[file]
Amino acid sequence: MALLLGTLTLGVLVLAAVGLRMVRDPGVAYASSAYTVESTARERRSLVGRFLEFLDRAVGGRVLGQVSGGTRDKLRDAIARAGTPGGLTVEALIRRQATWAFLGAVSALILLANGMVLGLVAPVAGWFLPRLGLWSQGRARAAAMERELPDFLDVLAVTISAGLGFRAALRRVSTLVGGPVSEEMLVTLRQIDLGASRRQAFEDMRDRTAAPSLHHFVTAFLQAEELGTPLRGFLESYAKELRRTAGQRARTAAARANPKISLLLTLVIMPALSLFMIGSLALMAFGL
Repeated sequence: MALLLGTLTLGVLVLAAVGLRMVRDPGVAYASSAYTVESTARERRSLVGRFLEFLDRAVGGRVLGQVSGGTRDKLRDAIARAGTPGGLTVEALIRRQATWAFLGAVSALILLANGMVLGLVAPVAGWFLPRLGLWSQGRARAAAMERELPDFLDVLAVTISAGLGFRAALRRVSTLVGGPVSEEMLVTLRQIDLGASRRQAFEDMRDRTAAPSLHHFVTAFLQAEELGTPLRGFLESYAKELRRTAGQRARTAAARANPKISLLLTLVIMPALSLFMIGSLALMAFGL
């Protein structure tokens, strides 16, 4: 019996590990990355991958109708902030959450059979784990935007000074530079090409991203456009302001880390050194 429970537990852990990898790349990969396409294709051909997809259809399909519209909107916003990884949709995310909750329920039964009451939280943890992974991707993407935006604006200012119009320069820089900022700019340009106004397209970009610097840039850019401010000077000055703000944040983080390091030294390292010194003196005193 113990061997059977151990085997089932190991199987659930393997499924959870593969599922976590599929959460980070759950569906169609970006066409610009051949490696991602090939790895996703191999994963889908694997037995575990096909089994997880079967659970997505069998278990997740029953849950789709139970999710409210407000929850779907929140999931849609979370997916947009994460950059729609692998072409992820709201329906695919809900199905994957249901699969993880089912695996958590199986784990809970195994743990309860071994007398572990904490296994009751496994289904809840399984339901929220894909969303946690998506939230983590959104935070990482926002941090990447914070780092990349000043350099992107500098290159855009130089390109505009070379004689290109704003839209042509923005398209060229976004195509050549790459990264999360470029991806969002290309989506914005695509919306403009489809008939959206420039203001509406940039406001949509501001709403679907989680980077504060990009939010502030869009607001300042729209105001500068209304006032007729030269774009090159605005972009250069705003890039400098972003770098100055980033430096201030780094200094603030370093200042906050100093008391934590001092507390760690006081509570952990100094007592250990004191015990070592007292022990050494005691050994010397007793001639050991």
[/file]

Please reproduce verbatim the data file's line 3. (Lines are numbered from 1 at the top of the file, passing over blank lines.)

């Protein structure tokens, strides 16, 4: 019996590990990355991958109708902030959450059979784990935007000074530079090409991203456009302001880390050194 429970537990852990990898790349990969396409294709051909997809259809399909519209909107916003990884949709995310909750329920039964009451939280943890992974991707993407935006604006200012119009320069820089900022700019340009106004397209970009610097840039850019401010000077000055703000944040983080390091030294390292010194003196005193 113990061997059977151990085997089932190991199987659930393997499924959870593969599922976590599929959460980070759950569906169609970006066409610009051949490696991602090939790895996703191999994963889908694997037995575990096909089994997880079967659970997505069998278990997740029953849950789709139970999710409210407000929850779907929140999931849609979370997916947009994460950059729609692998072409992820709201329906695919809900199905994957249901699969993880089912695996958590199986784990809970195994743990309860071994007398572990904490296994009751496994289904809840399984339901929220894909969303946690998506939230983590959104935070990482926002941090990447914070780092990349000043350099992107500098290159855009130089390109505009070379004689290109704003839209042509923005398209060229976004195509050549790459990264999360470029991806969002290309989506914005695509919306403009489809008939959206420039203001509406940039406001949509501001709403679907989680980077504060990009939010502030869009607001300042729209105001500068209304006032007729030269774009090159605005972009250069705003890039400098972003770098100055980033430096201030780094200094603030370093200042906050100093008391934590001092507390760690006081509570952990100094007592250990004191015990070592007292022990050494005691050994010397007793001639050991």